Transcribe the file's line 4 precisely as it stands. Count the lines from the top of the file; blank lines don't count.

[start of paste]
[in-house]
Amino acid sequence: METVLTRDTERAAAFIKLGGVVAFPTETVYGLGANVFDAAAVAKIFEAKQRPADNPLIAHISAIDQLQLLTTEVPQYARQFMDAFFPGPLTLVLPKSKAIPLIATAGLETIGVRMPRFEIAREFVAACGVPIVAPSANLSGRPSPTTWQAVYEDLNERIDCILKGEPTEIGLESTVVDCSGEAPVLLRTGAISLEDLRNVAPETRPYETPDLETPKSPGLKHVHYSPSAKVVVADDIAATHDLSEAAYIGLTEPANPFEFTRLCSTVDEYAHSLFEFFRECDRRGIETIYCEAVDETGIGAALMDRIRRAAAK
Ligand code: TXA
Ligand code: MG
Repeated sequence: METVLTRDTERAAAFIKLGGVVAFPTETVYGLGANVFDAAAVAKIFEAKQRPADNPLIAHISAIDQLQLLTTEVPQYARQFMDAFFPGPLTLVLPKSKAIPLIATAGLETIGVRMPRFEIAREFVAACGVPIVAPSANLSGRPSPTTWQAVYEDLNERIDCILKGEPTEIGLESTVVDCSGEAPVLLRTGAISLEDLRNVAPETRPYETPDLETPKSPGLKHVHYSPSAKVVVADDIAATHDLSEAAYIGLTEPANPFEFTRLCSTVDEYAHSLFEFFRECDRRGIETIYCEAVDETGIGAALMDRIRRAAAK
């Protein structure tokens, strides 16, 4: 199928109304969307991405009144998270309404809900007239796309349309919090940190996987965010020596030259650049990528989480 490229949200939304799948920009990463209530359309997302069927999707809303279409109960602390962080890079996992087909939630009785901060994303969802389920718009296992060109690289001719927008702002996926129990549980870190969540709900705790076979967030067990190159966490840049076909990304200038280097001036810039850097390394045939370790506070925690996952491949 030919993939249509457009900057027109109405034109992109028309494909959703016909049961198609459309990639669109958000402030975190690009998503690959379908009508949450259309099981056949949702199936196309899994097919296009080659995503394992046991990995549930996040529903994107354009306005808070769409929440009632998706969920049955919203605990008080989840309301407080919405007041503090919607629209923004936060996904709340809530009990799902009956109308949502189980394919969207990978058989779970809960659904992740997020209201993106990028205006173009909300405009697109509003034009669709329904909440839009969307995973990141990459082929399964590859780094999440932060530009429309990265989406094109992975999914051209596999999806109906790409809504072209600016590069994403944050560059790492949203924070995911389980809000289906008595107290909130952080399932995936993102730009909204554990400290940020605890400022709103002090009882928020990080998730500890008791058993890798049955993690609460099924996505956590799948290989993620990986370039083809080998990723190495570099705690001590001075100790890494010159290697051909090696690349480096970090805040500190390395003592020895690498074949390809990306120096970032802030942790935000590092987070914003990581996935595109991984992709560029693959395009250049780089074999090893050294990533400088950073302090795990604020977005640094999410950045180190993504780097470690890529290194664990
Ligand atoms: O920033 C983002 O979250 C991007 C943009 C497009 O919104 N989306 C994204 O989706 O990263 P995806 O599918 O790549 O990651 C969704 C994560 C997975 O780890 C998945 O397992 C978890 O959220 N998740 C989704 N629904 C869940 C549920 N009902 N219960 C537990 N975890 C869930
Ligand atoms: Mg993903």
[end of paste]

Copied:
Ligand code: MG